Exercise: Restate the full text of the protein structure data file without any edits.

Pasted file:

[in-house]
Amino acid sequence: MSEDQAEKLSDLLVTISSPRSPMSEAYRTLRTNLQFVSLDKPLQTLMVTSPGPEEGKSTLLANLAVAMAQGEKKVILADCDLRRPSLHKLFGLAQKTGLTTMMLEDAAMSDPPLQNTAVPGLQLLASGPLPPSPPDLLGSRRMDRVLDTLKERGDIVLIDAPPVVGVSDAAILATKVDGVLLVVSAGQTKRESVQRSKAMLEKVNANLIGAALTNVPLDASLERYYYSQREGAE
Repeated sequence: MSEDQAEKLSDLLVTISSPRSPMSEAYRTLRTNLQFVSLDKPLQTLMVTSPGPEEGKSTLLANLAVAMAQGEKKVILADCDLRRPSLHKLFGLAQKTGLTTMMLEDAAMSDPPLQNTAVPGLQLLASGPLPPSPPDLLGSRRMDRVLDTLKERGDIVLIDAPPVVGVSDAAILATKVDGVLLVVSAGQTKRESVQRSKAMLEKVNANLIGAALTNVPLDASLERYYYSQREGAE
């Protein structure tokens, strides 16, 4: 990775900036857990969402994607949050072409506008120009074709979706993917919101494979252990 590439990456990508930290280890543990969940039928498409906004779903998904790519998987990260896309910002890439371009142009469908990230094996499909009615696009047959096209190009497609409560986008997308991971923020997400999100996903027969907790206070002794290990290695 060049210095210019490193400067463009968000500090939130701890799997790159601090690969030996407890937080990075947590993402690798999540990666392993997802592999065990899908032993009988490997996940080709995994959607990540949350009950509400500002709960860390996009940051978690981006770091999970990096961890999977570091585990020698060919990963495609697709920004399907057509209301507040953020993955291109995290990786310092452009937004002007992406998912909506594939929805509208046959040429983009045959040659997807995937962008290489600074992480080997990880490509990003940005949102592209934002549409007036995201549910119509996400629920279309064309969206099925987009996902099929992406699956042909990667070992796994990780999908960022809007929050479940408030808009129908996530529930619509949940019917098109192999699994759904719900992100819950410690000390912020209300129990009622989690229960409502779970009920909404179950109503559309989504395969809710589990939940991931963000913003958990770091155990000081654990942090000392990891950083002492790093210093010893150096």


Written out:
[in-house]
Amino acid sequence: MSEDQAEKLSDLLVTISSPRSPMSEAYRTLRTNLQFVSLDKPLQTLMVTSPGPEEGKSTLLANLAVAMAQGEKKVILADCDLRRPSLHKLFGLAQKTGLTTMMLEDAAMSDPPLQNTAVPGLQLLASGPLPPSPPDLLGSRRMDRVLDTLKERGDIVLIDAPPVVGVSDAAILATKVDGVLLVVSAGQTKRESVQRSKAMLEKVNANLIGAALTNVPLDASLERYYYSQREGAE
Repeated sequence: MSEDQAEKLSDLLVTISSPRSPMSEAYRTLRTNLQFVSLDKPLQTLMVTSPGPEEGKSTLLANLAVAMAQGEKKVILADCDLRRPSLHKLFGLAQKTGLTTMMLEDAAMSDPPLQNTAVPGLQLLASGPLPPSPPDLLGSRRMDRVLDTLKERGDIVLIDAPPVVGVSDAAILATKVDGVLLVVSAGQTKRESVQRSKAMLEKVNANLIGAALTNVPLDASLERYYYSQREGAE
């Protein structure tokens, strides 16, 4: 990775900036857990969402994607949050072409506008120009074709979706993917919101494979252990 590439990456990508930290280890543990969940039928498409906004779903998904790519998987990260896309910002890439371009142009469908990230094996499909009615696009047959096209190009497609409560986008997308991971923020997400999100996903027969907790206070002794290990290695 060049210095210019490193400067463009968000500090939130701890799997790159601090690969030996407890937080990075947590993402690798999540990666392993997802592999065990899908032993009988490997996940080709995994959607990540949350009950509400500002709960860390996009940051978690981006770091999970990096961890999977570091585990020698060919990963495609697709920004399907057509209301507040953020993955291109995290990786310092452009937004002007992406998912909506594939929805509208046959040429983009045959040659997807995937962008290489600074992480080997990880490509990003940005949102592209934002549409007036995201549910119509996400629920279309064309969206099925987009996902099929992406699956042909990667070992796994990780999908960022809007929050479940408030808009129908996530529930619509949940019917098109192999699994759904719900992100819950410690000390912020209300129990009622989690229960409502779970009920909404179950109503559309989504395969809710589990939940991931963000913003958990770091155990000081654990942090000392990891950083002492790093210093010893150096």